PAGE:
Here is the part 4 of System Center 2012 Orchestrator Runbook concept series.

In this blog post we’ll start to cover designing basic and complex runbooks.

Previous parts:

Part1 - System Center Orchestrator 2012 – Test & Start RunBooks

Part2 - System Center 2012 Orchestrator–RunBook Activities

Part3 - System Center 2012 Orchestrator–RunBook Basics

Orchestrator lets you to configure conditions with Smart Links. Smart Links connect individual activities in a runbook and support precedence between two activities.

Also as soon as previous activity finishes, these links invoke next activity. Best part is you can set link conditions to determine the direction of workflow.

For example you can monitor a folder and trigger next activity for each changed and deleted files within that folder. At this situation, you can split in two your workflow to configure separated activities for changed and deleted triggers. For example;

If monitor file activity notices a change event, then smart link will redirect entire workflow through upside activities.

If monitor file activity notices a delete event, then smart link will redirect flow through downside activities.

Look at the simple design;

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For such a scenario, here are the basic configuration steps;

Monitor File activity monitors C:\Test folder for

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Changed and Deleted items.

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If you click first link;

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you’ll notice that link will invoke next activity (Append Line) if Monitor File activity returns Success value. Please note that this is the default value for each Smart Link.

Include tab specifies conditions that enable data to flow to the next activity.

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Exclude tab specifies the conditions that cause data to be excluded from the next activity. By default if an activity fails, link will not invoke next activity.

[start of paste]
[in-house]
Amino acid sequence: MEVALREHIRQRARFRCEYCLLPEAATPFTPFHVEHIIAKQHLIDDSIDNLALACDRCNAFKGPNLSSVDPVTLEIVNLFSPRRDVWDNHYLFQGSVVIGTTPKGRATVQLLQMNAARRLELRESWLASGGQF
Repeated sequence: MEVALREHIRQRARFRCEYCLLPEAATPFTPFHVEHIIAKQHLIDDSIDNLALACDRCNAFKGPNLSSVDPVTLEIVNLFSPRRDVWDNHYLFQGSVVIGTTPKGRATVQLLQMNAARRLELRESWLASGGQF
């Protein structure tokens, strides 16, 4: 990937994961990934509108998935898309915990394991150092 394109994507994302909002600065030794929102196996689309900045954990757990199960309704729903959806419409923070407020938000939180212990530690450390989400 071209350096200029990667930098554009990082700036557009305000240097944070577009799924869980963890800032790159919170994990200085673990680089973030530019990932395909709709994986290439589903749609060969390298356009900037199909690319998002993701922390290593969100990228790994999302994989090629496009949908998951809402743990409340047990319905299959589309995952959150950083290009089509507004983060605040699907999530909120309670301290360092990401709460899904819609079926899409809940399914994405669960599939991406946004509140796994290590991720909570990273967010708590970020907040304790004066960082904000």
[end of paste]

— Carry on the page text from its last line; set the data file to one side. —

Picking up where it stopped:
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Also on Options tab you can configure link width and color. This is important for especially complex runbooks to highlight failover scenarios.

Trigger Delay sets the number of seconds that you want the smart link to wait before invoking the next step in the runbook.

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In this runbook example, Append Line activity is not a mandatory, you can carry changed and deleted values from monitor activity to the links directly. But i just used it to show up triggered events.

It appends a line to the C:\Status.txt file with a value of Change Type from Monitor File activity.

Publishing data is also covered in my following article:

http://blogs.technet.com/b/meamcs/archive/2012/03/09/system-center-2012-orchestrator-runbook-activities.aspx

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Now here is the magic starts. Click to Smart link to set a custom condition.

I want to set a condition as Status.txt from Append Line activity has a line of “Changed”. This provides that link will invoke next activity (Send Event Log Message) if specified condition is true.